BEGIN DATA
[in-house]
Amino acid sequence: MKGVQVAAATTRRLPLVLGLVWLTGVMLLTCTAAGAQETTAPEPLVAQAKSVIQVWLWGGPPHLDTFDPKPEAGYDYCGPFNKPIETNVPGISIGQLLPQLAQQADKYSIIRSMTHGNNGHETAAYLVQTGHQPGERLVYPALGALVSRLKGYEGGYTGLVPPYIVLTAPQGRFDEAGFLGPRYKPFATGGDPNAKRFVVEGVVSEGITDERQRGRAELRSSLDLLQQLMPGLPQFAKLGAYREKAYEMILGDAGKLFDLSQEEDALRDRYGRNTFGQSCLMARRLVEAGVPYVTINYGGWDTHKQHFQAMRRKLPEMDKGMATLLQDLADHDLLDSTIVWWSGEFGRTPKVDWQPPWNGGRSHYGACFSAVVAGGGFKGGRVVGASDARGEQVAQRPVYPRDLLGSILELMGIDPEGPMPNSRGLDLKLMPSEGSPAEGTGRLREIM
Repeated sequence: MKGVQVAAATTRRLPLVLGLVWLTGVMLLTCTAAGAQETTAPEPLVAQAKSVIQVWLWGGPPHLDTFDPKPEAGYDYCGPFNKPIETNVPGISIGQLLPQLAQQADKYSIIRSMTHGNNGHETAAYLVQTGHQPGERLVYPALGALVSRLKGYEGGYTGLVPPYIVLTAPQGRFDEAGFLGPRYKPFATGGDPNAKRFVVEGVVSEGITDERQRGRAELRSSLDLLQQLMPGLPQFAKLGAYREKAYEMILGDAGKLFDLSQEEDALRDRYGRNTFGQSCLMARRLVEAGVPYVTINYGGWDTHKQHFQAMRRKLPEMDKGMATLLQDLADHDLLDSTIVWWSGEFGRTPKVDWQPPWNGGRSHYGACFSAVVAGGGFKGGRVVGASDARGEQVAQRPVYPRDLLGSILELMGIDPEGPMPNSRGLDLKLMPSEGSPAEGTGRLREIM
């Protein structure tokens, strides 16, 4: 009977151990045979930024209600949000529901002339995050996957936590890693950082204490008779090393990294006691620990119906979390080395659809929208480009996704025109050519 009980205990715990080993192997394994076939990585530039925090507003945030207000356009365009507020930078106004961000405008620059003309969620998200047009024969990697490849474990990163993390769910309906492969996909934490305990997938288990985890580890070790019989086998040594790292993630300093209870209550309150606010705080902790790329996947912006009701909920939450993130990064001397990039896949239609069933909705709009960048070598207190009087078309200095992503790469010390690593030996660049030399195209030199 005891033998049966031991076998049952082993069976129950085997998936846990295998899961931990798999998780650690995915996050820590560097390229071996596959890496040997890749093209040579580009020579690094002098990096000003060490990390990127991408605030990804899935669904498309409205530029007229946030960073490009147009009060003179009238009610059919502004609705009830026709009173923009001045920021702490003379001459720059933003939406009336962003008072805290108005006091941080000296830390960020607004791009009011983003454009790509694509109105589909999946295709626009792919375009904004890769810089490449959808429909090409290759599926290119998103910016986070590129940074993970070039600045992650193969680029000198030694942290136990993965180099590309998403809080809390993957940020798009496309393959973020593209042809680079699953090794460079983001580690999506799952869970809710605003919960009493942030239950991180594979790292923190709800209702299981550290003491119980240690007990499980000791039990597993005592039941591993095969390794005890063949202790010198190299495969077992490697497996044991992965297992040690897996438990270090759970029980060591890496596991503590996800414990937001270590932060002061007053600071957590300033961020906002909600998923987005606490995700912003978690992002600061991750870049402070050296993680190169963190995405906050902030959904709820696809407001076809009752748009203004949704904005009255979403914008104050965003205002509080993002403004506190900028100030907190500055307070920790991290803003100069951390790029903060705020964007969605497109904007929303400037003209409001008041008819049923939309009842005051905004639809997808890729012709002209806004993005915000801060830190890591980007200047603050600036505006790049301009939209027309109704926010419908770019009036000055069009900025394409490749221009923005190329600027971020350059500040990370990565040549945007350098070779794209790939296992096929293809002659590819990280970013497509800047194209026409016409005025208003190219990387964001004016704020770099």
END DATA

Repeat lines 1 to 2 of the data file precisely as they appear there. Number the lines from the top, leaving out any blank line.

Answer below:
[in-house]
Amino acid sequence: MKGVQVAAATTRRLPLVLGLVWLTGVMLLTCTAAGAQETTAPEPLVAQAKSVIQVWLWGGPPHLDTFDPKPEAGYDYCGPFNKPIETNVPGISIGQLLPQLAQQADKYSIIRSMTHGNNGHETAAYLVQTGHQPGERLVYPALGALVSRLKGYEGGYTGLVPPYIVLTAPQGRFDEAGFLGPRYKPFATGGDPNAKRFVVEGVVSEGITDERQRGRAELRSSLDLLQQLMPGLPQFAKLGAYREKAYEMILGDAGKLFDLSQEEDALRDRYGRNTFGQSCLMARRLVEAGVPYVTINYGGWDTHKQHFQAMRRKLPEMDKGMATLLQDLADHDLLDSTIVWWSGEFGRTPKVDWQPPWNGGRSHYGACFSAVVAGGGFKGGRVVGASDARGEQVAQRPVYPRDLLGSILELMGIDPEGPMPNSRGLDLKLMPSEGSPAEGTGRLREIM